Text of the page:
The austere and highly focused Kagame has shown exceptional leadership in transforming Rwanda from a Third World backwater into a prospective middle-income country. Careful planning and astute public management have brought social and economic stability to the country. Rwanda ranks among the most competitive economies in Africa; with an open and liberal economy that is attracting foreign investors in droves. Growth has averaged a remarkable 8 percent over the past decade, with the GDP having increased by 46 percent, from $5.77 billion in 2010 to $8.4 billion in 2016.

Land and agrarian reforms are leading to self-sufficiency in food production. Rwanda has invested considerably in ICT and is on the road to being the technology hub for East Africa. From a single university in the year 2000, the country now boasts of 29 higher institutions of learning. Considerable investments have been made in electricity, physical infrastructures and human development. Corruption has been brought under control. Cabinet ministers and public officials are given clear performance contracts. Public accountability is enforced. Rwanda is a purpose-driven country that is among the progressive and prosperous nations of our New Africa.

Without Kagame’s exceptional leadership and uncommon vision and courage, none of this would have been possible. In his own words: “Rwanda and a big part of Africa have been lagging behind; it is our responsibility to catch up with the rest of the world and where possible, go even further.”

And now to his Tsarism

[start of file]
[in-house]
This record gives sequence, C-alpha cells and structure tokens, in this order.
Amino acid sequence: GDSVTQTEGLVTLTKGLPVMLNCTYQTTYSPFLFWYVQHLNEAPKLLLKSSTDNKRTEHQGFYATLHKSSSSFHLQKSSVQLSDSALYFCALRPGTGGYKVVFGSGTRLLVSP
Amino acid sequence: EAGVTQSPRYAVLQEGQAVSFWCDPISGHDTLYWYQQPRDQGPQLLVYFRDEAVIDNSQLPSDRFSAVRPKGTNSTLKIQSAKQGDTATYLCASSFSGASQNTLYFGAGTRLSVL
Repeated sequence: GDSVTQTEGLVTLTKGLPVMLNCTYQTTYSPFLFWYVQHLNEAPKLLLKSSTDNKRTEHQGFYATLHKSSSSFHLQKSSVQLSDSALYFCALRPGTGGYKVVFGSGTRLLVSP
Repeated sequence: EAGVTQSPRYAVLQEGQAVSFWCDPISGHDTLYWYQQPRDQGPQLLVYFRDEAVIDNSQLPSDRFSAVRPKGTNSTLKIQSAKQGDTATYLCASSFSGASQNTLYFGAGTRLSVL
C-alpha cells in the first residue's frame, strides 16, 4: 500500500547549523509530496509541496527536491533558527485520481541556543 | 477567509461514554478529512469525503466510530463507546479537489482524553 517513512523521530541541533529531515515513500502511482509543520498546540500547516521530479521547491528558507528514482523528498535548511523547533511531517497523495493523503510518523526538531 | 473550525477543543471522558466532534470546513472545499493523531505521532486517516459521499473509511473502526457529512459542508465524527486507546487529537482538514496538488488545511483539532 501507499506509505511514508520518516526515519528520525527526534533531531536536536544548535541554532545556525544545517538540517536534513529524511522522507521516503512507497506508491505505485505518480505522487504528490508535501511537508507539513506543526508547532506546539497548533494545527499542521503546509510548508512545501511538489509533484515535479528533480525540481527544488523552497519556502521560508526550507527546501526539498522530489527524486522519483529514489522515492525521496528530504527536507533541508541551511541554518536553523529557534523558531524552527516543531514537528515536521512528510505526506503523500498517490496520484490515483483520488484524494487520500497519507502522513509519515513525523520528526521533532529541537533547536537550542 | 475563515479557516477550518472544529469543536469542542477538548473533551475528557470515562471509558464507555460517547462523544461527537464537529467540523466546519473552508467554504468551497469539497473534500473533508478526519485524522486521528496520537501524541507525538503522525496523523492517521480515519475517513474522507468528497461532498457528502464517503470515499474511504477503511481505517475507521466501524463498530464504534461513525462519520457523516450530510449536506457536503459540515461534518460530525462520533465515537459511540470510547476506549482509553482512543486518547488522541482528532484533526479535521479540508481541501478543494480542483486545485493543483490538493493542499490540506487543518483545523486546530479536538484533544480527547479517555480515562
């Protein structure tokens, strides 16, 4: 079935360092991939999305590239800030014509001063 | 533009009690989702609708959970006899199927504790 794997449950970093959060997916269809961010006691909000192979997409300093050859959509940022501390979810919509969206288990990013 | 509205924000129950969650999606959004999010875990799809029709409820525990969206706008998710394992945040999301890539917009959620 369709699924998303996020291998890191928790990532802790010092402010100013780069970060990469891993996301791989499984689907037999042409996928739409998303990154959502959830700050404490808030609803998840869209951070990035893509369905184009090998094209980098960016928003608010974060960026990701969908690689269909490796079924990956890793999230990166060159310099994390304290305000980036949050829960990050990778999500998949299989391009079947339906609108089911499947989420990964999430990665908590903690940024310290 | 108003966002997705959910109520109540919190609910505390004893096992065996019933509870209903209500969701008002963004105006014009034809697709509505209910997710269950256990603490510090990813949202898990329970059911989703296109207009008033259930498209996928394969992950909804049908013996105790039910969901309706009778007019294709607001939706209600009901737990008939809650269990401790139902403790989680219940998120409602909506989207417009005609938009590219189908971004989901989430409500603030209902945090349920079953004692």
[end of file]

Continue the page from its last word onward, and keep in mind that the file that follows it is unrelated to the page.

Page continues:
I have had misgivings about the regime’s involvement in neighbouring Democratic Republic of Congo, DRC. Under the ostensible pretext of hot pursuit against interhamwe Hutus deep inside the Congo, Kagame’s soldiers have slaughtered more than 200,000 people; unleashing a civil war that has consumed an estimated 2,000,000 more. The regime has probably profiteered from the mess by plundering and pillaging the vast mineral resources of the Congo, particularly diamonds, coltan and rare earths. Neighbouring regions of the DRC have become de facto colonies of Rwanda.

The regime continues to treat members of the political opposition in a severe and high-handed manner. Prominent among them is FDU-Inkinigi leader Victoire IngabireUmuhoza. A nominee of the prestigious Sakharov Prize, she continues to languish as a prisoner of conscience since October 2010. Others who have suffered a similar fate include Deogratias Mushayidi of the PDP-Imanzi party, Bernard Ntanganda of the PS-Imberakuri and Theoneste Niyitegeka who ran as a candidate in the 2003 elections.

Known agents of the regime have continued to persecute and attack exile opposition elements. Those who were once in the inner circle of the regime can only leave on pain of death. Examples include former intelligence chief Colonel Patrick Karegeya and a high-ranking army general, Faustin Kayumba Nyamwasa. Both had disagreed with regime and had fled into exile in South Africa. Both have been assassinated. Kagame has fumed, “Anyone who betrays our cause or wishes our people ill will fall victim. What remains to be seen is how you fall victim.”

My prayer is that in the coming years the highly gifted Kagame will become the Abraham Lincoln of Rwanda. He needs to embrace his supporters and critics alike. Both have their place in the building of the New Rwanda. The people of Rwanda need a strong leader; but a strong leader who exercises power with justice, compassion and mercy.